NATO Headquarters

NATO Headquarters
NATO Headquarters
NATO Headquarters

The design for the 41-hectare NATO campus on the outskirts of Brussels evokes fingers interlaced in a symbolic clasp of unity — an apt symbol given NATO’s changing mission from opposition and prevention to unification and integration.

Project Facts
  • Status Construction Complete
  • Completion Year 2017
  • Design Finish Year 2008
  • Size Site Area: 41 hectares Building Height: 33.50 meters Number of Stories: 7 Building Gross Area: 250,000
  • Collaborators
    Gleeds International Ltd Tricon Foodservice Consultants Assar Taylor, Lieberfeld & Heldman, Inc. Vk Engineering Gleeds Ingenieurs Associes Wirtz International
Project Facts
  • Status Construction Complete
  • Completion Year 2017
  • Design Finish Year 2008
  • Size Site Area: 41 hectares Building Height: 33.50 meters Number of Stories: 7 Building Gross Area: 250,000
  • Collaborators
    Gleeds International Ltd Tricon Foodservice Consultants Assar Taylor, Lieberfeld & Heldman, Inc. Vk Engineering Gleeds Ingenieurs Associes Wirtz International

Architecture for a new era of diplomacy

The North Atlantic Council decided at the 1999 Washington Summit to replace NATO’s headquarters, which had been in use since 1967. Due to a significant rise in memberships over the years, the organization was relying partially on temporary structures to meet its needs for office space. An ensuing architectural competition was based around the ideas of flexibility, functionality, security, and sustainability.

SOM’s design proposal, selected in 2003, represents NATO’s growing focus on unification and integration in the 21st century. The campus is located on what was Belgium’s first airfield, which was occupied by German forces in 1915 and again during World War II by German and Allied forces. NATO’s peace-driven ambitions are represented through the building’s eight long and four short office wings (seven floors in the long wings, four in the short) intersecting with a central atrium—like fingers interlaced in a symbolic clasp of unity and interdependence. The atrium provides visibility for the office wings and serves as transitional space to common areas, such as the conference centre and staff canteen.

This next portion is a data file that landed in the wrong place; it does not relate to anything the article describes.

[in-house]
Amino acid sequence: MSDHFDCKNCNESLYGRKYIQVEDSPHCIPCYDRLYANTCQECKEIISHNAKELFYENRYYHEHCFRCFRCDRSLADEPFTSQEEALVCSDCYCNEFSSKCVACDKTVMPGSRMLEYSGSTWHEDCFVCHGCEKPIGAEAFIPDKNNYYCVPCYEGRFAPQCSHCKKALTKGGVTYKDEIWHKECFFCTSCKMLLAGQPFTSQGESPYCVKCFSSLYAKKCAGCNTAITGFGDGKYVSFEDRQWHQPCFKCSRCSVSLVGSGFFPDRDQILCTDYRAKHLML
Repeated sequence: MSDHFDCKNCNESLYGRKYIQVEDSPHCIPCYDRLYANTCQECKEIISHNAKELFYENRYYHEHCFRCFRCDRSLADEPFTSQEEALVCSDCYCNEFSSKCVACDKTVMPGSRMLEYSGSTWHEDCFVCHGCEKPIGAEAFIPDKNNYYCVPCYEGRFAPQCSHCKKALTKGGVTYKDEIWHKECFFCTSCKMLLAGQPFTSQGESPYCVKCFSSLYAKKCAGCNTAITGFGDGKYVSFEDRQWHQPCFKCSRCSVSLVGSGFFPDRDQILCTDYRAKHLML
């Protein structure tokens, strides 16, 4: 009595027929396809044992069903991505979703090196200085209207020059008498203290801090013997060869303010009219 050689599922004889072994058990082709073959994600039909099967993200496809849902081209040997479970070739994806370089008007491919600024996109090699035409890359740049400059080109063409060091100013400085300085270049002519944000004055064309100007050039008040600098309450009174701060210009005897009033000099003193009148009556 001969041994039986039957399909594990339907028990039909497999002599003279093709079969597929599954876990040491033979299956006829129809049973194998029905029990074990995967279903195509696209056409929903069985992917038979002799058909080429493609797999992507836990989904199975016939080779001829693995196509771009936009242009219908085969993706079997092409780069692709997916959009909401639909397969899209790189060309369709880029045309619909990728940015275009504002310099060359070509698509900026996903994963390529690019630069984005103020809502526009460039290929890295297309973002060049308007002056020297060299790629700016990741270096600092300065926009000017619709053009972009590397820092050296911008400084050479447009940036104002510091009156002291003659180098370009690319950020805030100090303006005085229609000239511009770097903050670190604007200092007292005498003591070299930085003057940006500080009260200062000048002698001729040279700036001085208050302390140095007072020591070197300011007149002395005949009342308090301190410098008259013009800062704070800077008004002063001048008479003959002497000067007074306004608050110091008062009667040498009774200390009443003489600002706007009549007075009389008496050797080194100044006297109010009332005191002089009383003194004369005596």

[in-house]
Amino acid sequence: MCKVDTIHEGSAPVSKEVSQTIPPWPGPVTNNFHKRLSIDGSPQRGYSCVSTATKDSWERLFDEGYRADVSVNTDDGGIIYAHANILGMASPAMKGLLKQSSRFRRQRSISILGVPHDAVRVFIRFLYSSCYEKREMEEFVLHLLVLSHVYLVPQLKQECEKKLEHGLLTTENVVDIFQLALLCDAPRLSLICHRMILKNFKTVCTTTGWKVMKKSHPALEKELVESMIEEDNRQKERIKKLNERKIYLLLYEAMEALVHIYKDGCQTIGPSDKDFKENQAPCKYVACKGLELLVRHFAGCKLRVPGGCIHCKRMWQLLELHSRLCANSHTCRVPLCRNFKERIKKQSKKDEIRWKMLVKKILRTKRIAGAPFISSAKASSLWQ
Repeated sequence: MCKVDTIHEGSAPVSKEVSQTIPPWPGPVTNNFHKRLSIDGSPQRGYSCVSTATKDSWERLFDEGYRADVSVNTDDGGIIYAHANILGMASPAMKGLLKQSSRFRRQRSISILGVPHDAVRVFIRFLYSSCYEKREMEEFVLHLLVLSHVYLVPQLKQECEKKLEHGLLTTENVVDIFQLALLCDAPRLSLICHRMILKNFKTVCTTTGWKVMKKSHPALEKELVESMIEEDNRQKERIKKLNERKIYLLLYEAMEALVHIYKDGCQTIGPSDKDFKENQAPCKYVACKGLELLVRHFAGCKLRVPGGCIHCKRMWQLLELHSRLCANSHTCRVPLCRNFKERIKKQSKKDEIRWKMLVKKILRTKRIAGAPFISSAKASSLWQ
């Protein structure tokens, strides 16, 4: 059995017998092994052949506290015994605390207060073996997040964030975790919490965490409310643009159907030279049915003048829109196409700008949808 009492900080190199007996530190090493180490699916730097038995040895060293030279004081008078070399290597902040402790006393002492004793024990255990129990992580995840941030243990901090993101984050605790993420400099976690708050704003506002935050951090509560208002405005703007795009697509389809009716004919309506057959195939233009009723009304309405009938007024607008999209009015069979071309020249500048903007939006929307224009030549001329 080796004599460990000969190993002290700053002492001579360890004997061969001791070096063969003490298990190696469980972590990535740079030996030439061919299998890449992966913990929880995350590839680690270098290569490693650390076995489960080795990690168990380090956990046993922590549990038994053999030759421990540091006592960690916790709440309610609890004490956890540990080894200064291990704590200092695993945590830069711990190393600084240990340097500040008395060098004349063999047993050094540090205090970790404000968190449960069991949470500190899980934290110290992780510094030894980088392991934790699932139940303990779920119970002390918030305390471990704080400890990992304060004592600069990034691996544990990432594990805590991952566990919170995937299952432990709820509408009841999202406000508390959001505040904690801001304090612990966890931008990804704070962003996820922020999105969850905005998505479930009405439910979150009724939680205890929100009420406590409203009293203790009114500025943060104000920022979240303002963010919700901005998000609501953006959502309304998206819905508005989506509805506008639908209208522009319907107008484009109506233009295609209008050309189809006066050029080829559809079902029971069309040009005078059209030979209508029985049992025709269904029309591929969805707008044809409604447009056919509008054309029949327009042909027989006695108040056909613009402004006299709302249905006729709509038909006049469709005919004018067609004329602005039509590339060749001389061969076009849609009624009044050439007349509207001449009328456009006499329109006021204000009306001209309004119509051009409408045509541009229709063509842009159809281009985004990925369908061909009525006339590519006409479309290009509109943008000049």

NATO Headquarters
© Marc Detiffe

Flexible design

The new building is eighty percent larger than the former headquarters and it provides NATO with a unique opportunity to transform its business practices. Over 5,000 official meetings take place annually at NATO, and users include 1,500 personnel from Allied delegations; 1,700 international military and civilian staff; 650 staff from NATO agencies; and an average of 500 visitors per day. The new NATO headquarters provides each of its 29 nations and 30 partner nations with embassy-level security, in addition to private and communal spaces where delegates can convene, thanks to flexible office layouts and shared amenities, including conference and recreational space.

NATO Headquarters
© Marc Detiffe
NATO Headquarters
Paolo Gentiloni (Prime Minister, Italy), Alexis Tsipras (Prime Minister, Greece), Xavier Bettel (Prime Minister, Luxembourg), Emmanuel Macron (President, France) and Angela Merkel (Federal Chancellor, Germany) © NATO
NATO
Centre to right: Theresa May (Prime Minister, United Kingdom) and Justin Trudeau (Prime Minister, Canada). © NATO

An ambitious sustainability agenda

Designed with a holistic approach to sustainability, the building incorporates a range of strategies to minimize environmental impact, including photovoltaic cells, green roofs, chilled slabs, and natural ventilation. Extensive thermal insulation, solar-glazing protection, and advanced lighting systems significantly reduce energy use. Windows are oriented to take maximum advantage of natural light, reducing electricity needs, while state-of-the-art “cogeneration” units provide most of the electricity and heating used on site. A geothermal heating and cooling system uses the constant temperature beneath the surface of the ground to provide heat during the winter and cool the building in the summer. A system of rainwater collection and storage supplies 90 percent of the water needed for the bathrooms, cleaning, and landscaping.